"Writing itself becomes the subject of the writing course..."

 — Michael Carter       


Or is it Just that Fiction is so Real?: A Summer Musing

July 10th, 2017 by

I’m always surprised to learn that there are people in the world who don’t like to read. Not only do they not read much: they don’t get that they shouldn’t interrupt me when I’m reading.

Most experience this—whether their interest is French cooking, mountain biking, big time wrestling, or knitting. Someone sees them doing their thing they like, and they look at them like they are wearing a Halloween mask in April. Really, they ask? That good, huh?

My reading doesn’t get interrupted very often. But when it does, it’s by people who seemed to learn in elementary school to think of reading or writing as punishment. Now they think I must have really fallen on hard times. He’s reading? Did his girlfriend break up with him? What’s he done wrong, or, Where did he go wrong? Next, he’ll be praying.

I’ve learned not to yell at people for this. The worst I might say is, “You should read this,” and hand the book to them. They glance over the cover.

Most intolerable are the people who read, but just not fiction. Instead, they only read what’s “real.”

“What,” I usually ask, “you mean, instructions for medication? Street Signs? Computer manuals? I mean, what are we talking about here?”

“You know,” they say. “Nonfiction. Self-help books.”

I usually leave this alone. At least they are reading books.

Many are the fiction writers who have responded to this, of course. “With fiction,” they say, “you lie in order to tell the truth.” There is, in other words, something real that requires telling the lie, the fiction. By projecting ourselves into imagined lives, we start to see our lives played out in a larger, more complicated scenario than we normally have access to. The Greek word for story, interestingly, is mythos, from which we have derived the English word for “myth,” a word usually used on the evening news as a synonym for “lie.” But fiction writers know and tell us that in our stories we find truths about what it means to be human or what the human condition may consist of. Never mind that a king named Oedipus may never have existed or solved the riddle of the Sphinx. His story leaves us contemplating his and our human condition.

There are many good people who will not read fiction. Whether it is because they have high standards for reality, because they don’t want to try to imagine other lives, or because they will only read books that affirm what they already believe, they don’t have time for it. These are all, I think, reasons that tell on us. Many are the Facebook memes recently that have advertised the values of reading fiction, not nonfiction, for developing empathy. And this is reason enough to read fiction. We might be in a position to love others. This squares well with the most important points of my theology.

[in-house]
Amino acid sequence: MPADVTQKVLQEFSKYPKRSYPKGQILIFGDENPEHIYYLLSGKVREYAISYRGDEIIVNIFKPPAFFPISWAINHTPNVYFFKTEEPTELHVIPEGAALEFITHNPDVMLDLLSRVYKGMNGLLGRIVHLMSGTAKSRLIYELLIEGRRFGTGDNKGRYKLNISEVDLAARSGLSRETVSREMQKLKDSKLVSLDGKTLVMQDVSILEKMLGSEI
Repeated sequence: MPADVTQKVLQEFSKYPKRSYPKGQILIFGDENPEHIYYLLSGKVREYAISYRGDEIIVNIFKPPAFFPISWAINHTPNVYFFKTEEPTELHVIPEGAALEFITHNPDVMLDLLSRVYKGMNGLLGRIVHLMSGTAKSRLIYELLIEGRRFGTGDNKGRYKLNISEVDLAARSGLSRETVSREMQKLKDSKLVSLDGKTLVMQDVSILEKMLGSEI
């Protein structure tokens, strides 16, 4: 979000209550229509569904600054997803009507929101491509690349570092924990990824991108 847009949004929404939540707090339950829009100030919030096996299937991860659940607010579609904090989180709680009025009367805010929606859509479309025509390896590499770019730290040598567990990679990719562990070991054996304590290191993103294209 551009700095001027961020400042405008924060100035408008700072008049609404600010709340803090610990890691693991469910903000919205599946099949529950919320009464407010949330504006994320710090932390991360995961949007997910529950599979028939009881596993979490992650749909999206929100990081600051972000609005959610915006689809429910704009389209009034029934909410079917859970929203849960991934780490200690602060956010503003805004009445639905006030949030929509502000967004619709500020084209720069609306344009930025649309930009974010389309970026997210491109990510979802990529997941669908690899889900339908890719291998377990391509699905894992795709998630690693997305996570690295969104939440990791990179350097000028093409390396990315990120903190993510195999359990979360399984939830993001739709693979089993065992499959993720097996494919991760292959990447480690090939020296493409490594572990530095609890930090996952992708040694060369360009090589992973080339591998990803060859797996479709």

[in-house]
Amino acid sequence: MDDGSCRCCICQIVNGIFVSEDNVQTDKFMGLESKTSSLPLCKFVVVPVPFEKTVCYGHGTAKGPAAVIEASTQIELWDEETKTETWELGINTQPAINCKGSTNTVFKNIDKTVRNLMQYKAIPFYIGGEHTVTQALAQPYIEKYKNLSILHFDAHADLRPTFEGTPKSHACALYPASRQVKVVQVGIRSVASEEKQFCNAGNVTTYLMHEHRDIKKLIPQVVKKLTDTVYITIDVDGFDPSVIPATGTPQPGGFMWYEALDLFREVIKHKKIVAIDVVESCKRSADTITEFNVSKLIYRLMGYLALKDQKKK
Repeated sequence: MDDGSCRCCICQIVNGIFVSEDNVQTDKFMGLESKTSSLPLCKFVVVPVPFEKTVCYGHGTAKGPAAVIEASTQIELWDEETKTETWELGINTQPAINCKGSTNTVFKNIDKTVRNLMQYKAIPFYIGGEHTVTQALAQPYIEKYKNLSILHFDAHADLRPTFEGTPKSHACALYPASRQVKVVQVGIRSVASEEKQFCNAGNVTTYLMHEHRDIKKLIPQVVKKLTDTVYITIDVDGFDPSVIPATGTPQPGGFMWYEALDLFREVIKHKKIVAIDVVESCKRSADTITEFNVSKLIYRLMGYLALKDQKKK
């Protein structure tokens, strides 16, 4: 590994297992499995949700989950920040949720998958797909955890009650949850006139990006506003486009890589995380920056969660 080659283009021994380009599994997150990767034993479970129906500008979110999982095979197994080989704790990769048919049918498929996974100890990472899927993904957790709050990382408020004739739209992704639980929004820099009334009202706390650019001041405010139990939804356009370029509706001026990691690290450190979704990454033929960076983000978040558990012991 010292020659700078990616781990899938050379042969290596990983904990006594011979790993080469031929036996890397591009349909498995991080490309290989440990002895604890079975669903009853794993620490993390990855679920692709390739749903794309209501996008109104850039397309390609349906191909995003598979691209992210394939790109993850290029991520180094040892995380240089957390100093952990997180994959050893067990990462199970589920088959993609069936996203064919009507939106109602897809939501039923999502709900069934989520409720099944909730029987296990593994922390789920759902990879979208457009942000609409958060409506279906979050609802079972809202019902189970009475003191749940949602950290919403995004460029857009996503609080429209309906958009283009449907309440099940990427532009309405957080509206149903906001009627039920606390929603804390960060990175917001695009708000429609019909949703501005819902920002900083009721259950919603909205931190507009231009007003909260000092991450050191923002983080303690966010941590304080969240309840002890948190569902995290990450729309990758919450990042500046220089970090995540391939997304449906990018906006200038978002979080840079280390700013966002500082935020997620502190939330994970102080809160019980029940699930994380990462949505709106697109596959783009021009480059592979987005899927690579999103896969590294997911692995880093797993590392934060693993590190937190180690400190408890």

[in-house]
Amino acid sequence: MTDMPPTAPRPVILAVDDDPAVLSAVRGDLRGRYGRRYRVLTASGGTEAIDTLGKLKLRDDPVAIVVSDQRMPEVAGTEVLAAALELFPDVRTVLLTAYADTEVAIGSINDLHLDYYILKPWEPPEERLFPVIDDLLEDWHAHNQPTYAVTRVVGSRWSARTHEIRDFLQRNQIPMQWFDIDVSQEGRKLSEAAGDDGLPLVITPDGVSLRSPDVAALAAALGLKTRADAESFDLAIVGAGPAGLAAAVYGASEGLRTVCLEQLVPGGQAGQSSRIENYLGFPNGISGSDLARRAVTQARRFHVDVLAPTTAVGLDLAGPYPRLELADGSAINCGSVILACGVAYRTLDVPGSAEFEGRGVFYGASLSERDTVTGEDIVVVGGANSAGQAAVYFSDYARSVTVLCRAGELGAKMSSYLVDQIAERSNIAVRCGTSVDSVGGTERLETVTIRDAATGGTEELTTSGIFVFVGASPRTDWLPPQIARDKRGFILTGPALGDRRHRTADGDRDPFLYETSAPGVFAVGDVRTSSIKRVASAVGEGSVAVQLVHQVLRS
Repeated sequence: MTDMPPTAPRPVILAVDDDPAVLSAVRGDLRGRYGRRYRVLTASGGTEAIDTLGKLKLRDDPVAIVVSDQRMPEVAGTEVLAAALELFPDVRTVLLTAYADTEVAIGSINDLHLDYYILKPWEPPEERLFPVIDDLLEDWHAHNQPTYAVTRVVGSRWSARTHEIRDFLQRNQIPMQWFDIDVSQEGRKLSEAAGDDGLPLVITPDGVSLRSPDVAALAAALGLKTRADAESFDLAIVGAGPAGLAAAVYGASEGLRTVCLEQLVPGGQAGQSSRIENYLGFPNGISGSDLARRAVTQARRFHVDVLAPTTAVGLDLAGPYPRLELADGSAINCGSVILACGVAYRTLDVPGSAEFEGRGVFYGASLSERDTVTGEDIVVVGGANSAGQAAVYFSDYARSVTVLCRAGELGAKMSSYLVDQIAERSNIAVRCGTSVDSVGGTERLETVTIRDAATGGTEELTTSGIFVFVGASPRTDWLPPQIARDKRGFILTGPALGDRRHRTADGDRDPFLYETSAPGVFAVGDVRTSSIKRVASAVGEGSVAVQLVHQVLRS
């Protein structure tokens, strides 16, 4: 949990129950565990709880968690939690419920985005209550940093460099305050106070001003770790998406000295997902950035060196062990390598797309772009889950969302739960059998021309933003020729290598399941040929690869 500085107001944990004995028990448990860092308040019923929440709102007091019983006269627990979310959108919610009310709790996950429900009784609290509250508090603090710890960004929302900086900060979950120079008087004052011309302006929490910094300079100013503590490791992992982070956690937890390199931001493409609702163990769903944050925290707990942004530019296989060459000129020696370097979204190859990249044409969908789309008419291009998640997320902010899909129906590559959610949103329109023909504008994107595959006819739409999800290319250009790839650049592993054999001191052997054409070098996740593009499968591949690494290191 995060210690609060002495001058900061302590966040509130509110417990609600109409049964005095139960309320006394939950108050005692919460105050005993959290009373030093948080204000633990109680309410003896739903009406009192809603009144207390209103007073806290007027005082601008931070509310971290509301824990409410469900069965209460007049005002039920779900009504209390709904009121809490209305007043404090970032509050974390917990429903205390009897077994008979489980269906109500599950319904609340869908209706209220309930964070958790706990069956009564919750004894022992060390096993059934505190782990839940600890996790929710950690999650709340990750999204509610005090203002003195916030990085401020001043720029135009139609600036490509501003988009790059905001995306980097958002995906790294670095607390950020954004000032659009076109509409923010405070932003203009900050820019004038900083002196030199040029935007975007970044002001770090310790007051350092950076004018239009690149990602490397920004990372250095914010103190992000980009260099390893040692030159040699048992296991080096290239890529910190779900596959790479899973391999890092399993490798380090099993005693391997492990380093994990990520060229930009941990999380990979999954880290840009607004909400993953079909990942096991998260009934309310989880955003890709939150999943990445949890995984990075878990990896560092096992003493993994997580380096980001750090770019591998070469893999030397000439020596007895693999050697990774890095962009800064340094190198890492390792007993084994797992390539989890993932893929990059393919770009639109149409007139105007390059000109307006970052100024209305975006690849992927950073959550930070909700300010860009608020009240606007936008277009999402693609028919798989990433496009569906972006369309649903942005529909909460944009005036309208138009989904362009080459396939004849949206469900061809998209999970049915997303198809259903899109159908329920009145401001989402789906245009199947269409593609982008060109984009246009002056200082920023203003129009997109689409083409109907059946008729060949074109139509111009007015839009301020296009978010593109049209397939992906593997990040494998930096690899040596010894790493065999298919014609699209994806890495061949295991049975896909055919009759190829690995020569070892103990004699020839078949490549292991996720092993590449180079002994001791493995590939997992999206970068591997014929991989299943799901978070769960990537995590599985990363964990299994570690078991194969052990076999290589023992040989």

But reasons one and three above, I think, are especially strange. We have high standards for reality? But is it that we fear that if we read a work of imagination, we will be lost to fantasy and the table will threaten to leave the floor? Is our sense of propriety that endangered? What are we resisting here?

But the third reason really gets me. Are we against being open to new ideas? I find this especially among people who teach theology, I’m afraid. They think of fiction mainly as a debased form of allegory. And when I talk to a theology person about a novel I’m reading, when they find that what I describe doesn’t fit any neat New Testament allegory, they dismiss it.

But theology is not just a formula. The best theologians, like the best fiction writers, are always embarking into their deepest senses of mystery, looking to discover things. What I find most interesting, is they don’t emerge from this mystery as heretics.

I have an example of this from a recent blog I wrote last month, which you can find here.

In either case, whether we don’t want our sense of reality, or our formulas upset, the “reality’ is that our sense of what is real only reaches about as far as our own vision–and what we’ve read. I suppose a good book on light particles or a History of the Third Reich might prove useful. But how helpful might an especially observant writer of fiction be, to add to or deepen our own “headlights” as we get to know characters in greater depth than we usually can in “real” life? It’s almost like the lights are going on a bit longer and brighter. A good novel can do this for us.

I doubt that I’ve convinced anyone to try reading fiction with these few scattered ideas. And I don’t want to forget that reading is first a pleasure. But it is also an invitation: Come, enjoy some of the richness that being alive holds out to us.

Posted in certainty, character development, creativity| 2 Comments


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Comment by Emily on July 10, 2017 at 12:59 pm

I love this post on why we read and love to read and find people who don’t love to read dull, wearisome, and boring! Now you probably want to know what I am reading today. Lots of things. All at once. This includes Oliver Sack’s recent autobiography, Henry James “Art of Fiction,” and the YA book on suicide Thirteen Reasons Why. No explanation for why or how these books fit together. It’s summertime!

Comment by Tom on July 10, 2017 at 5:21 pm

I will try not to interrupt you with all that great reading, Emily. Thanks!

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